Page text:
During the Civil War (1861-65), Confederate military medical authorities established general hospitals behind the lines in at least thirty-nine cities and towns in Georgia, though many of them remained at a particular location for only a short time.
There were two types of hospitals during the Civil War. Field hospitals accompanied the armies, treating the sick and wounded first before sending those needing lengthier care to the general hospitals behind the lines, often at some distance from the front. Each general hospital had a staff, preferably of a size appropriate to its bed capacity. This staff included surgeons and assistant surgeons, a steward (manager and pharmacist), ward masters (supervisors), nurses, female matrons (domestic supervisors), cooks, and laundresses. Enlisted men played important roles, but not all staff members were soldiers. Enslaved African Americans were often pressed into service or hired from local slaveholders, and white civilians, including some women, provided additional care. One of the women who worked as a matron in several Georgia hospitals was Kate Cumming, who kept a journal of her experiences, which was later published.
Savannah had a hospital early in the war, and general hospitals were established in Atlanta early in 1862, although little is known about the general hospitals in Georgia before they were incorporated into the Army of Tennessee system directed by Samuel H. Stout. A Tennessean and an excellent administrator, Stout had been in charge of the hospitals in Chattanooga. Beginning in August 1862, he became supervisor of the Army of Tennessee hospitals at Tunnel Hill, Ringgold, and Dalton, as well as those hospitals that would later be established between Chattanooga and Atlanta. By December 1862 the Atlanta hospitals were under Stout’s control as well.
The hospitals in Georgia served sick and wounded soldiers who had fallen on battlefields outside the state. With the fall of Nashville, Tennessee, in February 1862, there were few “safe” places for hospitals behind the lines in Tennessee north of Chattanooga. (There were a couple of hospitals at various times in Knoxville.) Because they were accessible by railroad, the hospitals in Atlanta and northwest Georgia took in soldiers able to travel by train who had been evacuated from field hospitals to the north.
There was little military activity in Georgia until the late summer of 1863, when the Army of Tennessee under Braxton Bragg retreated through Tennessee to Chattanooga and then evacuated that city. Stout had to relocate his hospitals from Chattanooga, as well as from seven or eight vulnerable towns in north Georgia, to towns south and west of Atlanta. Stout had already developed a plan to mobilize his hospitals if needed. The patients would be transported to a hospital that was not moving. Then the staff would pack bedding, supplies, and other equipment and move to a preselected location, where they would set up the hospital again in local buildings or in tents.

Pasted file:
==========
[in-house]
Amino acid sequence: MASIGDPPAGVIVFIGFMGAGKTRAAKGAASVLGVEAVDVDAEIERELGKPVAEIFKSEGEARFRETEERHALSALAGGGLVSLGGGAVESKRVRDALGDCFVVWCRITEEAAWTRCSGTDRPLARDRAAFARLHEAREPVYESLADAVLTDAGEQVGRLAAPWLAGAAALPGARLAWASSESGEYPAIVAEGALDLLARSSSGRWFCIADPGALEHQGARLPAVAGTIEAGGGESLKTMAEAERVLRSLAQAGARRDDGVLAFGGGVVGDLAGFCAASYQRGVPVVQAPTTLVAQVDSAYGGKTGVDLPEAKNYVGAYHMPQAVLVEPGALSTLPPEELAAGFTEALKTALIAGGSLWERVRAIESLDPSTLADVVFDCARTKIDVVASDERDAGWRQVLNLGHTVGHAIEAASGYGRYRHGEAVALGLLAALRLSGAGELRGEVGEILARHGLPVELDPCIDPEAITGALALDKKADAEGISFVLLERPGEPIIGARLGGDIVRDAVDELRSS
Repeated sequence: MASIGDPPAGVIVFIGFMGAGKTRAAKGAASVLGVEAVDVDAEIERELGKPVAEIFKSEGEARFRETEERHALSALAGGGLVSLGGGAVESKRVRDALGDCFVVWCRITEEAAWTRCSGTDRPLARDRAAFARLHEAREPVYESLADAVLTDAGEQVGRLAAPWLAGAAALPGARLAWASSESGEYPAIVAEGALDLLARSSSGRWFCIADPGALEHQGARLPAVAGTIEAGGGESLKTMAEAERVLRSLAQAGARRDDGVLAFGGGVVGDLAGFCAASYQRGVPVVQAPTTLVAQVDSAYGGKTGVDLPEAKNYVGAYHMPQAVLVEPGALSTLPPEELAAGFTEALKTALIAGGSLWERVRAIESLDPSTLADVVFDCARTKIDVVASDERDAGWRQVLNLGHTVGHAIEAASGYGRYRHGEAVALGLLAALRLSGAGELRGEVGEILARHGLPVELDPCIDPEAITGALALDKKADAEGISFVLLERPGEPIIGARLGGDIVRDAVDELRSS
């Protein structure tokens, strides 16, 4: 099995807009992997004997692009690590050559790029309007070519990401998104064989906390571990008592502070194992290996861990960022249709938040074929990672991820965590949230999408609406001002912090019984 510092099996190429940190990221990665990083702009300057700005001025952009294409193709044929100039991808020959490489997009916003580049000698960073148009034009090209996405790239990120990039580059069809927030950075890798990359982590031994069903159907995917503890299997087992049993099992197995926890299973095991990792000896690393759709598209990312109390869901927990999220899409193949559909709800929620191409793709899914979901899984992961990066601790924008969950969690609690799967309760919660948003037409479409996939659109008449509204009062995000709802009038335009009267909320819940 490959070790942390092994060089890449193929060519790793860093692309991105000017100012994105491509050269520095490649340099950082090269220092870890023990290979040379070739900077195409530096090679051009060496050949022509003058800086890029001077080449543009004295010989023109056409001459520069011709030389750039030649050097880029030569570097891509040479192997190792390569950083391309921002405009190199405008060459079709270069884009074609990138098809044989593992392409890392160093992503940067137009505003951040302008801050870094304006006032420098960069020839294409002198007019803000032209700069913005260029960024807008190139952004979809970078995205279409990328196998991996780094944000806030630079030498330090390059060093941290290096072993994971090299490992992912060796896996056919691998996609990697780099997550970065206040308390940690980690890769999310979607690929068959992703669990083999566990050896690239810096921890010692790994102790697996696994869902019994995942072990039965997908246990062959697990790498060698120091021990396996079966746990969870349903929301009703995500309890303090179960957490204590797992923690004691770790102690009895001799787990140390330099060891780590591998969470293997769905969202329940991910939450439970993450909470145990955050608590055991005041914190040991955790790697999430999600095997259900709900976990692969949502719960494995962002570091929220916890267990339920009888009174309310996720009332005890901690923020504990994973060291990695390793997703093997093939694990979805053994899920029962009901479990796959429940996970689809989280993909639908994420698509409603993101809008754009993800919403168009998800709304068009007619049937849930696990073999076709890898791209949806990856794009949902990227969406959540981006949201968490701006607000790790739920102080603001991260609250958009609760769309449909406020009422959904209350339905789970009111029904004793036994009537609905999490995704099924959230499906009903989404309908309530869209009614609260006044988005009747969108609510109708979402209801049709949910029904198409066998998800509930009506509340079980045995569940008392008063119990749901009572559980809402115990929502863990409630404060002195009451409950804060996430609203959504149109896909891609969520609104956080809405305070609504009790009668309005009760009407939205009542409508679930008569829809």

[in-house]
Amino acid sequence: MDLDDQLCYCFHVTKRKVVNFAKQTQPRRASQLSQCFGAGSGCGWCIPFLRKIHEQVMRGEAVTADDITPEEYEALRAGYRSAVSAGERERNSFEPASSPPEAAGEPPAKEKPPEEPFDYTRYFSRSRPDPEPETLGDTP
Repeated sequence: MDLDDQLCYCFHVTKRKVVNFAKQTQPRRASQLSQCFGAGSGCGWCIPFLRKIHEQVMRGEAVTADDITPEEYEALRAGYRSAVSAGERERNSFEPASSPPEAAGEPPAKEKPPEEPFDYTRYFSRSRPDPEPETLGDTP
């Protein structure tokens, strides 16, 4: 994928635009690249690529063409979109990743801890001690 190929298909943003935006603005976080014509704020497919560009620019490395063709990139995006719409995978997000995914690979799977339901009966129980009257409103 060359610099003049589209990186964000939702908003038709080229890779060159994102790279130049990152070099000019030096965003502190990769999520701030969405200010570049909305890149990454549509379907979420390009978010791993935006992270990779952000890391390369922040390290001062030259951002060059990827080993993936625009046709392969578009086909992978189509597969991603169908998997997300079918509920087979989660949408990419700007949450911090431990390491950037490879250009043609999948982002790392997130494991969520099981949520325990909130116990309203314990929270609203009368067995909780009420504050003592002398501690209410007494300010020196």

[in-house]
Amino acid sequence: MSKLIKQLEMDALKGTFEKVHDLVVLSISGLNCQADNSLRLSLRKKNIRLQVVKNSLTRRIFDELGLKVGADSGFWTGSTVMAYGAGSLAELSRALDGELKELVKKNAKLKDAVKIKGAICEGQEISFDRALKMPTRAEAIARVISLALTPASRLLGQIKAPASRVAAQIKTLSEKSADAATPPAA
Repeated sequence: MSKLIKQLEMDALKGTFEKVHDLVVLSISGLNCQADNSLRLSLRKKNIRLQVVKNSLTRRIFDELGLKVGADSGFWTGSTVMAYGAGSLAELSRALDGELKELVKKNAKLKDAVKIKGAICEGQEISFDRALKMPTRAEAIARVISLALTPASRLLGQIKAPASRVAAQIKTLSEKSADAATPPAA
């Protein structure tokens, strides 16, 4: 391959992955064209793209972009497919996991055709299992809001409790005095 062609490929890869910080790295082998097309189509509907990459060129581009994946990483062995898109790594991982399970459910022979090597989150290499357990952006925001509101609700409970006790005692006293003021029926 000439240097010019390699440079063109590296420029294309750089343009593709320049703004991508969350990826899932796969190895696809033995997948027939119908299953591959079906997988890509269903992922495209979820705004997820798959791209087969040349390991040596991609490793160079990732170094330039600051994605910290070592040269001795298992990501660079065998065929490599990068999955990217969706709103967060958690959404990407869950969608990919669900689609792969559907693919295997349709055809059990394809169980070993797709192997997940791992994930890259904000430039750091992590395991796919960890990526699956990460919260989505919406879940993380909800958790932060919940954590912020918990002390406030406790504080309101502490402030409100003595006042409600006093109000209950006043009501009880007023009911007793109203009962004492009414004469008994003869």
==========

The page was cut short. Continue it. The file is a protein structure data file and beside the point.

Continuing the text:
Stout had established certain criteria for hospital sites. The town had to be on a railroad because trains were the quickest and most comfortable way to transport large numbers of patients. It also needed to have plenty of water and wood, appropriate buildings with empty land for hospital expansion, and adequate food available in the area. The town should also be some distance from battlefields and the risk of raids.
Unlike the general hospitals of Virginia, which stayed in one place, the Army of Tennessee hospitals went through waves of movement due to military conditions. Most hospital movements occurred in the summer of 1863, before the Battle of Chickamauga; around December 1863, after the Battle of Chattanooga; during the Atlanta campaign in the summer of 1864; and during and after John Bell Hood’s Tennessee campaign in the fall and winter of 1864.
During the Atlanta campaign, especially, hospitals were continually relocating, even into Alabama, to avoid raiders from Union general William T. Sherman’s army. At its peak during the summer of 1864, Stout’s hospital system had at least fifty hospitals in nineteen Georgia towns, but locations changed frequently. In the fall of 1864 the hospitals tried to follow Hood into Tennessee, but due to deteriorating and indirect transportation routes, most were waylaid in Alabama or Mississippi and never provided any help to the sick and wounded.
After they returned from the Tennessee campaign, Stout’s hospitals were reestablished in as many as ten Georgia locations, but they were very short on supplies. Although some of the hospitals were ordered to Charlotte, North Carolina, in April 1865, they were unable to go because of transportation collapse. Instead, most hospitals surrendered when captured by Union forces, though some continued to serve needy soldiers traveling home.
Army of Tennessee hospitals were located at one time or another in each of the following Georgia cities and towns: Adairsville, Albany, Americus, Athens, Atlanta, Augusta, Barnesville, Calhoun, Cassville, Catoosa Springs, Cherokee Springs, Columbus, Covington, Cuthbert, Dalton, Eatonton, Forsyth, Fort Gaines, Fort Valley, Geneva, Greensboro, Griffin, Kingston, LaGrange, Macon, Madison, Marietta, Milledgeville, Milner, Newnan, Palmetto, Resaca, Ringgold, Rome, Thomaston, Tunnel Hill, Vineville, and West Point.